How your start-up can entry precious recommendation past the day-to-day group
Originally written by Matthew Cushen on Small Business
The last two columns I’ve written were about showing investors you have an irresistible team and then some thoughts on how to build up a team on the back of raising funding. To close this ‘team trilogy’, how about looking beyond the day-to-day team for expertise?
Being an entrepreneur can feel lonely. Particularly for a someone founding a business by themselves. But even for a pair or threesome, discussions can soon get stuck in a rut.
So it’s super useful to tap into objective external input and support. But there are watch-outs. Often as an investor I see a page of a pitch deck full of headshots and names, sometimes with a brief biography, under the title ‘advisors’. I know the entrepreneur hopes to impress with all the expertise and experience they have gathered around them. But very often it’s a turn off, as I cannot see any thought given to what is hoped to be achieved by each individual, and only see the risk of:
- a pointless list of people without commitment, time or proper understanding of the business (sometimes just on a vanity project to burnish their own credentials)
- a minefield that slows down decision making
- confusion born from random conflicting advice & direction.
There are some questions to ask yourself that help avoid these common pitfalls and gain the most value:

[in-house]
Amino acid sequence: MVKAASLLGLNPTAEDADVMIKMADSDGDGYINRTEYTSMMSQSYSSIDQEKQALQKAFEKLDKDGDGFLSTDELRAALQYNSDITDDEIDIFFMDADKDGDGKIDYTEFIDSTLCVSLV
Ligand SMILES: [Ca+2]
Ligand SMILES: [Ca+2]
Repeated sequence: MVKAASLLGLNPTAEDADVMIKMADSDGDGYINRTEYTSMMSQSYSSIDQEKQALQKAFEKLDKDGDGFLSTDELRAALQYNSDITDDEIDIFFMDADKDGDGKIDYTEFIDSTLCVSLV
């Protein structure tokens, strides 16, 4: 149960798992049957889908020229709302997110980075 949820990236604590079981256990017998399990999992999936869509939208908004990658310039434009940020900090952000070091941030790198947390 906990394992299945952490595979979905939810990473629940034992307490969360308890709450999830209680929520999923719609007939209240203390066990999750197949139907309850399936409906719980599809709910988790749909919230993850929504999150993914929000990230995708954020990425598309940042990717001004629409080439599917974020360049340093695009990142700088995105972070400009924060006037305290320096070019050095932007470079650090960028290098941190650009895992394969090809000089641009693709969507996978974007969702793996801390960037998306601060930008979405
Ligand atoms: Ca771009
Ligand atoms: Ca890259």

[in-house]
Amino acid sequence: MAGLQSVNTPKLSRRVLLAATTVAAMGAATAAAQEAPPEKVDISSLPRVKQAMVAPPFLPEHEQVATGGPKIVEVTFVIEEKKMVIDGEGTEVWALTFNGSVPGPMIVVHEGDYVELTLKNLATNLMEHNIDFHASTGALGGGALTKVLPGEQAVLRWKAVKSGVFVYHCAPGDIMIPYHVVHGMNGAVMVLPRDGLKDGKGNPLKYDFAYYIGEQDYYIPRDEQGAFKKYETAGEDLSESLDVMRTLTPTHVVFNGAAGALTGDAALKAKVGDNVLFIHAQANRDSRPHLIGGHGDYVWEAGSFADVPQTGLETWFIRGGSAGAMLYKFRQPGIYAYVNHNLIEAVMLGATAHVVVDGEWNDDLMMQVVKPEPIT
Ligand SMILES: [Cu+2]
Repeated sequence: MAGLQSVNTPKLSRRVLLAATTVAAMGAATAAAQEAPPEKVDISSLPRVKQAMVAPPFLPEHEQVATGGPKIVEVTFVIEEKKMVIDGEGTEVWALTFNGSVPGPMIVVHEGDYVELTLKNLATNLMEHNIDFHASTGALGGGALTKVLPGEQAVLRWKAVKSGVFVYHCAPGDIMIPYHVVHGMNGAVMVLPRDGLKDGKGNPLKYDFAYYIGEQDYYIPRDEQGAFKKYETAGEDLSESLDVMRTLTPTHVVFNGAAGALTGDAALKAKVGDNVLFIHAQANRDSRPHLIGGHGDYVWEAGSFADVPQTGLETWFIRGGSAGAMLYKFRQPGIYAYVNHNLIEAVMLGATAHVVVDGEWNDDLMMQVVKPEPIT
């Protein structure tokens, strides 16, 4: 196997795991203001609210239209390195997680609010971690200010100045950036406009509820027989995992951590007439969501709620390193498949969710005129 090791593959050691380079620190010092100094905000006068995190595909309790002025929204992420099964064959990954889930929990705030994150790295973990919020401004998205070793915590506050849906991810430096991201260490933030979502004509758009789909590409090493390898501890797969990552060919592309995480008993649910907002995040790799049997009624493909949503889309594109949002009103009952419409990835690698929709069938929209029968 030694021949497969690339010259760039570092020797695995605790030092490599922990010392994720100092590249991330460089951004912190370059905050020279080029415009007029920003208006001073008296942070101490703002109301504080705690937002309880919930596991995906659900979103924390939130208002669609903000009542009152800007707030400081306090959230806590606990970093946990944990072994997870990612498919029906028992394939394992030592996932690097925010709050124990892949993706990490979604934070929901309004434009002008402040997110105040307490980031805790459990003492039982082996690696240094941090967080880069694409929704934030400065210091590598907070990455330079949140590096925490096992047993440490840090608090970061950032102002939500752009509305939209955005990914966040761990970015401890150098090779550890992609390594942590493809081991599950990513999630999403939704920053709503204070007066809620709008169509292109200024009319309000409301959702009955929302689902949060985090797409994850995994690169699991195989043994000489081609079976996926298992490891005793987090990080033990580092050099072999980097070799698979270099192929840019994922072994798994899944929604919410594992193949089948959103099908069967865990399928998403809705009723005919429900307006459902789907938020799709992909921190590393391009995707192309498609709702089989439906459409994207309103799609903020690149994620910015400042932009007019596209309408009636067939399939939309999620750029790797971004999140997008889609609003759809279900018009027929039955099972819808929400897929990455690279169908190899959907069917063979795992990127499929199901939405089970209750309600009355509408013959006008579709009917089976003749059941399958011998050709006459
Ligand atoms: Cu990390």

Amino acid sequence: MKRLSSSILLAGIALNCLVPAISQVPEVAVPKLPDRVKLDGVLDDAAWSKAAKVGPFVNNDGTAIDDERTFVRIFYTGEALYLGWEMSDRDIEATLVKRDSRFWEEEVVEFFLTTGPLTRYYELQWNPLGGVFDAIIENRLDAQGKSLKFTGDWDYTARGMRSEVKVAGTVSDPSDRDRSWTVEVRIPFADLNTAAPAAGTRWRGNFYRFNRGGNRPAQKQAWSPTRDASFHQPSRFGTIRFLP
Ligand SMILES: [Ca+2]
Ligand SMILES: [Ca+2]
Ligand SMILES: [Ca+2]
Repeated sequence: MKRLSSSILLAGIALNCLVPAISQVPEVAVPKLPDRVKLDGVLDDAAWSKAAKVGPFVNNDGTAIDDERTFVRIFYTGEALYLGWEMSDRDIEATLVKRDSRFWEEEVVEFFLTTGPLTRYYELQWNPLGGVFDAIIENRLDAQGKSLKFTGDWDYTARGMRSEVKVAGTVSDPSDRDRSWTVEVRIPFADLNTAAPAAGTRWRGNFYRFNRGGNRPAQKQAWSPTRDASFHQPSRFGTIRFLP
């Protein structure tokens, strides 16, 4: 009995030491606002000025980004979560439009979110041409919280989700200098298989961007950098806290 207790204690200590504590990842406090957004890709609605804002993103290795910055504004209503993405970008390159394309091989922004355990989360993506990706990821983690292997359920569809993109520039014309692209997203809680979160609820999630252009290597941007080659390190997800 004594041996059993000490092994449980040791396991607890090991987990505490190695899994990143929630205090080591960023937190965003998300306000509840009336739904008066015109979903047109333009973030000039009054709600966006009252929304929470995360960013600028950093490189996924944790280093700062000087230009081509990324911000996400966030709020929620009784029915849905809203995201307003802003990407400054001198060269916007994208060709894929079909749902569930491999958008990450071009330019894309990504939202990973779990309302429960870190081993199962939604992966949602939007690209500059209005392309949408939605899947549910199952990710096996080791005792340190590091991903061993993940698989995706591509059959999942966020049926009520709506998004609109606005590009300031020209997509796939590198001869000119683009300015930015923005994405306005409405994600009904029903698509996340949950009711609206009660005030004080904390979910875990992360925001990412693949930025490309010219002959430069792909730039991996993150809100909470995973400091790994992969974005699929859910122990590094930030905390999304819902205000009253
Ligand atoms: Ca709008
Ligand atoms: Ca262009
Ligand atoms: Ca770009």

1. What do you need from external input?
Particularly at the start of a business you might be looking for consumer insight and/or sector insight and expertise. The obvious hunting ground being someone currently or recently retired from an established business. The watch out here is their ability to adapt what they know from a large, mature business into the context of a resource constrained high growth start-up.
A network is hugely valuable for any start-up — connections lead to serendipity, and it’s remarkable how this ‘luck’ translates into investors, customers and other help. Again, someone from within the industry is likely to have a useful network.
Think about whether this is a one-off need, such as finding suppliers, or an ongoing requirement, such as building a pipeline of customers. When it is the later, this might be best to be an agreed and remunerated role.
2. What is the role — director, mentor or coach?
A director in a business is a formal role. Given the obligations on the director it shouldn’t be taken lightly by either party. A substantial investment is very likely to require the oversight of an investor director. Do your due diligence and get references to ensure the suggested director has relevant skills & expertise, with facilitation and judgement to help make effective decisions and is someone with whom you’d have good chemistry — you will, and should be, seeing a lot of them.
One to be avoided is the ‘board observer’ — someone giving investors some oversight but not committing to actually understanding or contributing to decisions being made. This invariably ends up making the board meeting a highly inefficient information sharing exercise rather than strategic decision-making forum.
‘Mentor’ is an oft used word — and often utterly meaningless, or worse, positively destructive. Google think their team can ‘mentor’ a start-up during a 30-minute conversation. Compete tosh. Real mentoring needs longevity, so the mentor understands the business, the market context and the strengths and weaknesses of the team in place.
Although it may not be as broad a role as a Director, mentoring is similarly hands on – contributing expertise, helping to create and explore possibilities, helping explore decisions and ensuring robust decision making and all the time ensuring the entrepreneur is developing their own capability.